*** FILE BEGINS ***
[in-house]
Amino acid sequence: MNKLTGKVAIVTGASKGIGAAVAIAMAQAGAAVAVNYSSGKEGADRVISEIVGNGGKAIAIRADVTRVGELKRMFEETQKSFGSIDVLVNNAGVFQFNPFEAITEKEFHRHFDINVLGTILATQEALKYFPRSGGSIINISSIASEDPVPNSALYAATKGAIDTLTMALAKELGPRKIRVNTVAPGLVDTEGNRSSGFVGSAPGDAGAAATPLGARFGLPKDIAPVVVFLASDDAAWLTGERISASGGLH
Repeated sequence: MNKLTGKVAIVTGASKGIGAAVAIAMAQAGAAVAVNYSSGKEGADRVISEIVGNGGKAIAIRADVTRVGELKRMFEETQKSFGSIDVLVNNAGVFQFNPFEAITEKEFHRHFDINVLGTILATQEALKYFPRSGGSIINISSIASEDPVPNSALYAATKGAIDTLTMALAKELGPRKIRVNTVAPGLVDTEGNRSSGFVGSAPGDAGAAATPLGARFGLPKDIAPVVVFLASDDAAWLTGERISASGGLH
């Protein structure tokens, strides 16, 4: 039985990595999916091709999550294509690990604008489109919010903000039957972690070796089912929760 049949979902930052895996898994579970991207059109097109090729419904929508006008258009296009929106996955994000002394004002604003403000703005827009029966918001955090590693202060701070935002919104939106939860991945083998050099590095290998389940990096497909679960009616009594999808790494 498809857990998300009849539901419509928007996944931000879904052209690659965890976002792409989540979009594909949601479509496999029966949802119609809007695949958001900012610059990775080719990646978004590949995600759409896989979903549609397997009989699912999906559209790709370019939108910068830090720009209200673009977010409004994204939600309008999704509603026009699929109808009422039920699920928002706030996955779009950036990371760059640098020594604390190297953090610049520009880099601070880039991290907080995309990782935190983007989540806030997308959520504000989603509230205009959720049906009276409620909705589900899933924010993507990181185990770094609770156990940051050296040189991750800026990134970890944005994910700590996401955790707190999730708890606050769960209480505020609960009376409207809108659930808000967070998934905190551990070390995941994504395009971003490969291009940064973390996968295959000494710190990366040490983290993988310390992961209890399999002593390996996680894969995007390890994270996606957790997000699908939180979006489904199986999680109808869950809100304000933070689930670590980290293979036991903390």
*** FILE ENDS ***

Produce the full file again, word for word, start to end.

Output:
[in-house]
Amino acid sequence: MNKLTGKVAIVTGASKGIGAAVAIAMAQAGAAVAVNYSSGKEGADRVISEIVGNGGKAIAIRADVTRVGELKRMFEETQKSFGSIDVLVNNAGVFQFNPFEAITEKEFHRHFDINVLGTILATQEALKYFPRSGGSIINISSIASEDPVPNSALYAATKGAIDTLTMALAKELGPRKIRVNTVAPGLVDTEGNRSSGFVGSAPGDAGAAATPLGARFGLPKDIAPVVVFLASDDAAWLTGERISASGGLH
Repeated sequence: MNKLTGKVAIVTGASKGIGAAVAIAMAQAGAAVAVNYSSGKEGADRVISEIVGNGGKAIAIRADVTRVGELKRMFEETQKSFGSIDVLVNNAGVFQFNPFEAITEKEFHRHFDINVLGTILATQEALKYFPRSGGSIINISSIASEDPVPNSALYAATKGAIDTLTMALAKELGPRKIRVNTVAPGLVDTEGNRSSGFVGSAPGDAGAAATPLGARFGLPKDIAPVVVFLASDDAAWLTGERISASGGLH
């Protein structure tokens, strides 16, 4: 039985990595999916091709999550294509690990604008489109919010903000039957972690070796089912929760 049949979902930052895996898994579970991207059109097109090729419904929508006008258009296009929106996955994000002394004002604003403000703005827009029966918001955090590693202060701070935002919104939106939860991945083998050099590095290998389940990096497909679960009616009594999808790494 498809857990998300009849539901419509928007996944931000879904052209690659965890976002792409989540979009594909949601479509496999029966949802119609809007695949958001900012610059990775080719990646978004590949995600759409896989979903549609397997009989699912999906559209790709370019939108910068830090720009209200673009977010409004994204939600309008999704509603026009699929109808009422039920699920928002706030996955779009950036990371760059640098020594604390190297953090610049520009880099601070880039991290907080995309990782935190983007989540806030997308959520504000989603509230205009959720049906009276409620909705589900899933924010993507990181185990770094609770156990940051050296040189991750800026990134970890944005994910700590996401955790707190999730708890606050769960209480505020609960009376409207809108659930808000967070998934905190551990070390995941994504395009971003490969291009940064973390996968295959000494710190990366040490983290993988310390992961209890399999002593390996996680894969995007390890994270996606957790997000699908939180979006489904199986999680109808869950809100304000933070689930670590980290293979036991903390």